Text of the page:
Retrospective Study
Copyright ©The Author(s) 2024. Published by Baishideng Publishing Group Inc. All rights reserved.
World J Gastrointest Surg. Apr 27, 2024; 16(4): 1121-1129
Published online Apr 27, 2024. doi: 10.4240/wjgs.v16.i4.1121
Incidence of surgical site infection in minimally invasive colorectal surgery
Lu-Ting Ni, Ru Zhao, Yi-Ru Ye, Yi-Ming Ouyang, Xin Chen
Lu-Ting Ni, Ru Zhao, Yi-Ru Ye, Yi-Ming Ouyang, Xin Chen, Department of Surgery, The First Affiliated Hospital of Soochow University, Suzhou 215000, Jiangsu Province, China
Co-first authors: Lu-Ting Ni and Ru Zhao.
Author contributions: Ni LT, Zhao R, Ye YR performed the data extraction; Ni LT, Zhao R performed the primary literature; Ouyang YM analyzed the data; Chen X designed the research study and revised the manuscript for important intellectual content; and all authors read and approved the final version. Ni LT and Zhao R contributed equally to this work. The reasons for designating Ni LT and Zhao R as co-first authors are threefold. Firstly, the research is a team collaboration, and the designation of co-first authors accurately reflects the equal contributions of the two individuals, especially in terms of primary literature writing and data collection. Secondly, the completion of the study requires different people to provide different assistance, and designating co-first authors can bring different perspectives to the study and enrich the content of the research. Thirdly, co-first authors can reflect their respective efforts and contributions, and better reflect the spirit of teamwork. In summary, we believe that designating Ni LT and Zhao R as co-first authors is suitable for our manuscript as it accurately reflects team spirit and equal contribution.
Institutional review board statement: This study was reviewed and approved by the Ethics Committee of the First Affiliated Hospital of Soochow University.
Informed consent statement: All study participants or their legal guardian provided informed written consent about personal and medical data collection prior to study enrolment.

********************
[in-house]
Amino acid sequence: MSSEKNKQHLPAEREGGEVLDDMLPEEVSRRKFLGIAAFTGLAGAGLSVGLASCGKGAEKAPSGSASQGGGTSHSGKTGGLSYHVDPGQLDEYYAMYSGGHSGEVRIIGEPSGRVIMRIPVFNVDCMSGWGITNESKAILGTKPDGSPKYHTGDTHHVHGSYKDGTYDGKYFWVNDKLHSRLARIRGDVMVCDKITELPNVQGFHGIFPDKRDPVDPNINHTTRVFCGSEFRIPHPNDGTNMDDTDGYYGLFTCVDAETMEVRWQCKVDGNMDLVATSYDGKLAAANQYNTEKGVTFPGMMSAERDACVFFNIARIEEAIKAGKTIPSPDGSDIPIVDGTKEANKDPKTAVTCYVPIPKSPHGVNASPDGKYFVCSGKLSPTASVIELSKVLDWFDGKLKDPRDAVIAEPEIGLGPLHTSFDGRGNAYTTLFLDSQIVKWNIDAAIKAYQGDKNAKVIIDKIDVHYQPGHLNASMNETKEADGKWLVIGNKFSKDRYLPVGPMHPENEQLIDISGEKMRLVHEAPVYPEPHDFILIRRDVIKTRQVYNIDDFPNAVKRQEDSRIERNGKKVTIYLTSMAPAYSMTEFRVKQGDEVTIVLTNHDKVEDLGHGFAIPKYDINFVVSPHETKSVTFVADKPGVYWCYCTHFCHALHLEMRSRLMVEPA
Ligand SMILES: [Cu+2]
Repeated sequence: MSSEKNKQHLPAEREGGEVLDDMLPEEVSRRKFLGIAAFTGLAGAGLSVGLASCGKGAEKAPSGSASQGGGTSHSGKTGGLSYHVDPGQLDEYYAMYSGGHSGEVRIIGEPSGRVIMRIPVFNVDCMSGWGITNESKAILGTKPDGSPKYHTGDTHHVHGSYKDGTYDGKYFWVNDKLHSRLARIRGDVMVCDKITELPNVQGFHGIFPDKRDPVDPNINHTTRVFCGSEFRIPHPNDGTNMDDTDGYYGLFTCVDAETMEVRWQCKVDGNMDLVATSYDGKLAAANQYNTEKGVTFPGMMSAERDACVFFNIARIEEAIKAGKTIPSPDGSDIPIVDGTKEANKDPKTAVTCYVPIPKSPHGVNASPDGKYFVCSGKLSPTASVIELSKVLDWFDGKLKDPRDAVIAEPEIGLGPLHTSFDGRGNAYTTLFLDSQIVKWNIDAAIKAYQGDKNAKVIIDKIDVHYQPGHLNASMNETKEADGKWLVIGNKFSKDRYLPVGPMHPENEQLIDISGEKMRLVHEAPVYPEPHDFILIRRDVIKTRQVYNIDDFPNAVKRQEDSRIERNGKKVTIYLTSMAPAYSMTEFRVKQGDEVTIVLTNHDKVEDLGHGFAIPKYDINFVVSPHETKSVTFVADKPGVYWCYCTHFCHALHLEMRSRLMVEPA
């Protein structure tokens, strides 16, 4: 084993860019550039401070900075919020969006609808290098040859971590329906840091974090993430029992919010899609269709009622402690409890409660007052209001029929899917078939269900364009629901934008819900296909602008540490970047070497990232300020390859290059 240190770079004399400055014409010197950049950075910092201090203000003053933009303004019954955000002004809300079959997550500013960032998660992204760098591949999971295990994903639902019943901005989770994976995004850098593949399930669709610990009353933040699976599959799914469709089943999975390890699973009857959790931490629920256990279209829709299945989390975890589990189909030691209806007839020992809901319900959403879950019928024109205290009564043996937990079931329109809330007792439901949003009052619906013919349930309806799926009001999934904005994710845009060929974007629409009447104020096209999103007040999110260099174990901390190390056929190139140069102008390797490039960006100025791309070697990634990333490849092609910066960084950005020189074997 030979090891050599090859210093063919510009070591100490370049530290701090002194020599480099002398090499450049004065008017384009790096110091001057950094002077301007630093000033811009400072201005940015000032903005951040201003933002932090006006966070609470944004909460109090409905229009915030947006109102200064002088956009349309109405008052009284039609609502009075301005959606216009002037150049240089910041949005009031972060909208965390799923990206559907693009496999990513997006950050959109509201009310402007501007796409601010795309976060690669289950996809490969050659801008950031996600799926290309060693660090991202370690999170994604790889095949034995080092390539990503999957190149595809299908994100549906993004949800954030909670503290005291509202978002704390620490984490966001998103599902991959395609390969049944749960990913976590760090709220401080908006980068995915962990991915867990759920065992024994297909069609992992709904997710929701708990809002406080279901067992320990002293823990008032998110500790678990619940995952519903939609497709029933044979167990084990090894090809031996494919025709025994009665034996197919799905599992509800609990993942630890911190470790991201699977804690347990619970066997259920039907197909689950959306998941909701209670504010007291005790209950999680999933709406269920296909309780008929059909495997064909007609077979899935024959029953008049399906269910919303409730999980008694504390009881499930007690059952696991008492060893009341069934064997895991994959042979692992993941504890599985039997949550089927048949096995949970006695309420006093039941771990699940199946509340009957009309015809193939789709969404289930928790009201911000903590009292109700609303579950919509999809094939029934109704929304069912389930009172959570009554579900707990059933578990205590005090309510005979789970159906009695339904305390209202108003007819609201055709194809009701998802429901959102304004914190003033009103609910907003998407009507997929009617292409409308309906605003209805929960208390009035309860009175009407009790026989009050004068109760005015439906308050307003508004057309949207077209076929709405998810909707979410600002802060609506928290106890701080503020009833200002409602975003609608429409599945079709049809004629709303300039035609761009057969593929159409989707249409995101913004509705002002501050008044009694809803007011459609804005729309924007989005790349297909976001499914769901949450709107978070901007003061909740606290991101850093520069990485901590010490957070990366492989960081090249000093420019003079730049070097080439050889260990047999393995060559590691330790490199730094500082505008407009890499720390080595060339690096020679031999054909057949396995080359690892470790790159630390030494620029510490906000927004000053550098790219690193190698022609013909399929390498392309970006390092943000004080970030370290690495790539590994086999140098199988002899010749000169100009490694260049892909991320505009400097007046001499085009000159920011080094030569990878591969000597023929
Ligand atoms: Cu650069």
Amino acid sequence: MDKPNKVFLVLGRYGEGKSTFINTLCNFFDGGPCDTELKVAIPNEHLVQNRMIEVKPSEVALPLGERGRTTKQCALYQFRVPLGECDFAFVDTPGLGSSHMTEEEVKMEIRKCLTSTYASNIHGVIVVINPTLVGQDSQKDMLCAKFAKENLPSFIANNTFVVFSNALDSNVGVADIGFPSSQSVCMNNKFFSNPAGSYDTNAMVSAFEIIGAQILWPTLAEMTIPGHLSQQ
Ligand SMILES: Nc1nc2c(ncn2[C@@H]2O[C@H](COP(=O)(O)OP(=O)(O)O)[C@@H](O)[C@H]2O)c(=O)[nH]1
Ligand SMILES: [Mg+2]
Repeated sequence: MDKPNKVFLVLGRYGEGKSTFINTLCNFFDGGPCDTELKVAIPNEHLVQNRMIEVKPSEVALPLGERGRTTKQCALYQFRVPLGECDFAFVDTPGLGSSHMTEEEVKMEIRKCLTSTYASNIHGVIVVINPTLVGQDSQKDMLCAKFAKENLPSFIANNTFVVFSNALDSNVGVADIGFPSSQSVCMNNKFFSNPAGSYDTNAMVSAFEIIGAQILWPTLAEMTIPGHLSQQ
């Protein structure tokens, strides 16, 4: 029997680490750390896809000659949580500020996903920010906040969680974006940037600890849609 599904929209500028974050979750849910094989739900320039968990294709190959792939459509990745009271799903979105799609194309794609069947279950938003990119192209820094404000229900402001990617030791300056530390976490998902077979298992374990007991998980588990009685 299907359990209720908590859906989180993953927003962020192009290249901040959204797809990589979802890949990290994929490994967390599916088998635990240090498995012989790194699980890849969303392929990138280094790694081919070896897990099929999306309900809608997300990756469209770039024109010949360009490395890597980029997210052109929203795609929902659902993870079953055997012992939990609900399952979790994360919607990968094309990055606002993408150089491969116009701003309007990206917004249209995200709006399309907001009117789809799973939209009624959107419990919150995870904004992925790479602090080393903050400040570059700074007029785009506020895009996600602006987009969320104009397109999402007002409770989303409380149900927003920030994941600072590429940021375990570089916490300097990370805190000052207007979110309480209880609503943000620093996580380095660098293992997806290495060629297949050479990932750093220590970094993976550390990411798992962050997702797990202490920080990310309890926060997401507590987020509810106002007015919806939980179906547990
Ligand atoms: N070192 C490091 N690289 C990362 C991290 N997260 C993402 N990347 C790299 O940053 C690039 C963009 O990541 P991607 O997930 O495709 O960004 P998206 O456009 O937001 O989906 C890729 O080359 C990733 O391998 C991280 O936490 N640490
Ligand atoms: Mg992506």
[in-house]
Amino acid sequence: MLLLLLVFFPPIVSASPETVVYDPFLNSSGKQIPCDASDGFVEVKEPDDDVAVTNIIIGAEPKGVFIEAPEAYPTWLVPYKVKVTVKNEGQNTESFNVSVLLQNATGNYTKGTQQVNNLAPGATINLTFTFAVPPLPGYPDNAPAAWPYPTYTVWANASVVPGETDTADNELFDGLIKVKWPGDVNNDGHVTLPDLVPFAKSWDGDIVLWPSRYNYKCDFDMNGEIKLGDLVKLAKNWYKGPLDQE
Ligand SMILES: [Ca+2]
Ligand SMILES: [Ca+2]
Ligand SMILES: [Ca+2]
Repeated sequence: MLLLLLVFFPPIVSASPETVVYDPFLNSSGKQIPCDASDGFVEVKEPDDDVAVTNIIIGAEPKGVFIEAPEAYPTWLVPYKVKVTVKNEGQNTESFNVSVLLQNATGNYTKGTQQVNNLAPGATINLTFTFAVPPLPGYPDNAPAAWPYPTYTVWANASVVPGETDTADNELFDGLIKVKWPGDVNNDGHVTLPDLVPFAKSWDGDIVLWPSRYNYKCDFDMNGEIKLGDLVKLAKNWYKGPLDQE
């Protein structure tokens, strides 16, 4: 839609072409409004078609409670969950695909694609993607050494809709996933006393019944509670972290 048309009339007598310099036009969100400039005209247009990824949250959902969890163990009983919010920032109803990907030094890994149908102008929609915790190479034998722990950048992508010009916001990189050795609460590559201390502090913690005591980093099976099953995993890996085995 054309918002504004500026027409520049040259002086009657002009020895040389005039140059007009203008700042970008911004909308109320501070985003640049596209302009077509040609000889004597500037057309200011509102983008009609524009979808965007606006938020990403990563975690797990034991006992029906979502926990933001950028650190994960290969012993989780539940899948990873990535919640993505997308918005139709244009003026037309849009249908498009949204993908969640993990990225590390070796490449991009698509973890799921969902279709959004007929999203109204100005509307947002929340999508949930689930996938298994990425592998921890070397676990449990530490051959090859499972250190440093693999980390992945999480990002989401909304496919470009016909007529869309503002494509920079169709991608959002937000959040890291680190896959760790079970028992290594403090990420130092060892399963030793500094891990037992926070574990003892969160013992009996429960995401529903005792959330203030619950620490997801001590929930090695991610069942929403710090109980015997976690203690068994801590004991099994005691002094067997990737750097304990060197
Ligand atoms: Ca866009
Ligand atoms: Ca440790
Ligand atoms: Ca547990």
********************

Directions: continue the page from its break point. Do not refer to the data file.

Conflict-of-interest statement: The authors declare that there are no conflicts of interest pertaining to this article.
Data sharing statement: The technical appendix, statistical code, and dataset are available from the corresponding author at
Open-Access: This article is an open-access article that was selected by an in-house editor and fully peer-reviewed by external reviewers. It is distributed in accordance with the Creative Commons Attribution NonCommercial (CC BY-NC 4.0) license, which permits others to distribute, remix, adapt, build upon this work non-commercially, and license their derivative works on different terms, provided the original work is properly cited and the use is non-commercial. See:
Corresponding author: Xin Chen, MD, PhD, Associate Chief Physician, Doctor, Surgeon, Department of Surgery, The First Affiliated Hospital of Soochow University, No. 899 Pinghai Road, Suzhou 215000, Jiangsu Province, China.
Received: January 19, 2024
Peer-review started: January 19, 2024
First decision: February 5, 2024
Revised: February 12, 2024
Accepted: March 25, 2024
Article in press: March 25, 2024
Published online: April 27, 2024
Processing time: 94 Days and 7.6 Hours
Core Tip

Core Tip: The application of robotic surgery in colorectal surgery is becoming increasingly widespread. While it brings convenience of operation, it is still unclear whether it increases the risk of surgical site infection (SSI). The current study compared the incidences of SSI in robot-assisted colorectal surgery and laparoscopic-assisted colorectal surgery, and analyzed potential risk factors associated with SSI after minimally invasive colorectal surgery, to provide guidance for clinical practice.